A horrible, horrible headline for an extremely interesting story: RMS is amongst one of those who has signed his name to a letter to the Commissioner for Competition and Director General Competition of the EU that the Oracle-Sun merger should not take place due to the harm that it would do to MySQL. I saw this via Joe Brockmeier’s posting on the subject, in which he reads the letter as essentially saying that the GPL is not good enough to protect MySQL – which I think is inferring the wrong idea from what’s written.
What’s interesting here is that this is, definitively, the best exposition of the difference between “software license” and “business model” that you could get. The letter is not saying the license isn’t good enough; it’s a commentary on the business model. Secondarily, it’s a commentary on the difficulty of moving from a GPLv2-only license to a GPLv3 one, but that is treated somewhat as the lesser issue (or, at least, one with greater effects in the future rather than now).
Of important note, and I think the main way this is being misread, is that this letter isn’t about GPL’d projects: this is specifically about MySQL. What they are saying is that MySQL as a business has worked on a “dual source” model – that’s how the development has been funded, that’s how the community is set up, and those are the social norms. If that “dual source” model is shut down, that means MySQL needs to transition to some other way of funding the development and/or reduce the development occurring. This letter rightly points out the risks that development would slow/stop, and the fundamental change to this model risk killing the project.
Joe says, “Asking that a governmental body preclude the sale of a company to another because it will cease or curtail its development of a Free Software project seems unreasonable”. I somewhat agree, but again, that’s not what the letter is actually asking – it says “should block Oracle’s acquisition of MySQL”. The EU have the power to do that, and I think it’s a sensible measure. MySQL is a business which can survive on its own (at least on past performance; although many key people left during Sun’s period of ownership), and Oracle quite clearly pose a competitive risk in this area. I think the letter elucidates why brilliantly.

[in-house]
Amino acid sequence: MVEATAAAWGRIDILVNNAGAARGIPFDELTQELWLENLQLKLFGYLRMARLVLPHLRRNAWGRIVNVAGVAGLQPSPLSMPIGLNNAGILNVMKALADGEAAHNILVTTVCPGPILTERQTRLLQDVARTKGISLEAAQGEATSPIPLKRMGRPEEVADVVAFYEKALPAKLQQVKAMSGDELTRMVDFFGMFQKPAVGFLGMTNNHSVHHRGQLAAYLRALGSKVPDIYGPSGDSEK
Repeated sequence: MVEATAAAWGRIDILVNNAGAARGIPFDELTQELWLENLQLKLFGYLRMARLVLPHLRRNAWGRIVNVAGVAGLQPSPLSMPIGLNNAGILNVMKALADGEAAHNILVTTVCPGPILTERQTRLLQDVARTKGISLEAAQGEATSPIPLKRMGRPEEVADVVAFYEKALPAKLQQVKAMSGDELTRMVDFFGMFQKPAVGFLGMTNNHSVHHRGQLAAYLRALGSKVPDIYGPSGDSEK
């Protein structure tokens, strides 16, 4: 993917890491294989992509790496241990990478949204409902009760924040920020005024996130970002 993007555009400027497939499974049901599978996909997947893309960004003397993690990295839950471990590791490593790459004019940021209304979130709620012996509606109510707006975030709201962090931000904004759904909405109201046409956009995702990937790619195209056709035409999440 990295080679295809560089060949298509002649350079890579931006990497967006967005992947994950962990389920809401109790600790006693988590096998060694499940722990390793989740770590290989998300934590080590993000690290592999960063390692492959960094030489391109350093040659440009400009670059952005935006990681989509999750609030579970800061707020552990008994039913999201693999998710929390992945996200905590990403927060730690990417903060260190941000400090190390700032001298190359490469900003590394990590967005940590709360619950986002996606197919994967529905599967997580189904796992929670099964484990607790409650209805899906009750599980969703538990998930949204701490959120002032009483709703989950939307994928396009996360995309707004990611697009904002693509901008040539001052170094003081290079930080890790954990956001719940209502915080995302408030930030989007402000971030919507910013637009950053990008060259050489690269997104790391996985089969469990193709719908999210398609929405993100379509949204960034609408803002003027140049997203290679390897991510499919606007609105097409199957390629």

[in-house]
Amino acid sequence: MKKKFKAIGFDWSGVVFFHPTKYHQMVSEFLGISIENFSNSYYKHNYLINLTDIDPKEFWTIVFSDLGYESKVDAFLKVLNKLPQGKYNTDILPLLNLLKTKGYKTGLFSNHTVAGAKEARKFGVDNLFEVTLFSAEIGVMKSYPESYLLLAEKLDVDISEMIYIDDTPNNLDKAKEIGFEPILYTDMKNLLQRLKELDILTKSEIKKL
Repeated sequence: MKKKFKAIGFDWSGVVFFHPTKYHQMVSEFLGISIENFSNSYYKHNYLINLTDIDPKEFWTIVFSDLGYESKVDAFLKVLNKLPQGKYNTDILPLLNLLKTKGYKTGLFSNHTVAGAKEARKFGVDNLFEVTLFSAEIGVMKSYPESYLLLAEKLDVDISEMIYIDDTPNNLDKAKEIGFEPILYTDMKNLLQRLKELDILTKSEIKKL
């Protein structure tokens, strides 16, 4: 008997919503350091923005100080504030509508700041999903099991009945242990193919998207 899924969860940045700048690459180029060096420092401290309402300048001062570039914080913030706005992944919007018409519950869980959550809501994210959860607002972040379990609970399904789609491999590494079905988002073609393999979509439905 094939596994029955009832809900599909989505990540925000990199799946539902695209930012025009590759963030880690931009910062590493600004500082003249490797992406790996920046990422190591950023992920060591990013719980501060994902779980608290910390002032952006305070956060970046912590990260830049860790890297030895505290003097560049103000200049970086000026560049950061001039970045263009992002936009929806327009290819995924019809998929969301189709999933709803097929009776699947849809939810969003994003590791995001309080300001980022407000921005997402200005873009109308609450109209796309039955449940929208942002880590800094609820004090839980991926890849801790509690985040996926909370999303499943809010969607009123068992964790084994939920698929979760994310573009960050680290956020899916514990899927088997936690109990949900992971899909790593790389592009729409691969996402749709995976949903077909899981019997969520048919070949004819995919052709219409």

Update: Simon Phipps (of Sun) has posted his thoughts on this letter too, and I think makes exactly the same mistake Joe did: conflating the issue of freedom with success. The things which make software free are not the same things which make development rock or a product successful, and vice-versa.
Of course, it is true to say that an unsuccessful but free project is of very little help to the community, but saying “lack of dual-licensing dollars will hinder MySQL development” is not the same as saying “GPLv2 protection is not enough to make something free”. The issue is one of commercial success, not freedom – but of course, this does help put to bed the lie that if you are pro-free software (staunchly so, in RMS’ case) you are ignorant of or ambivalent toward commercial realities.
Update 2: Matt Asay also weighs in, and somewhat predictably also confuses the issue of freedom with success.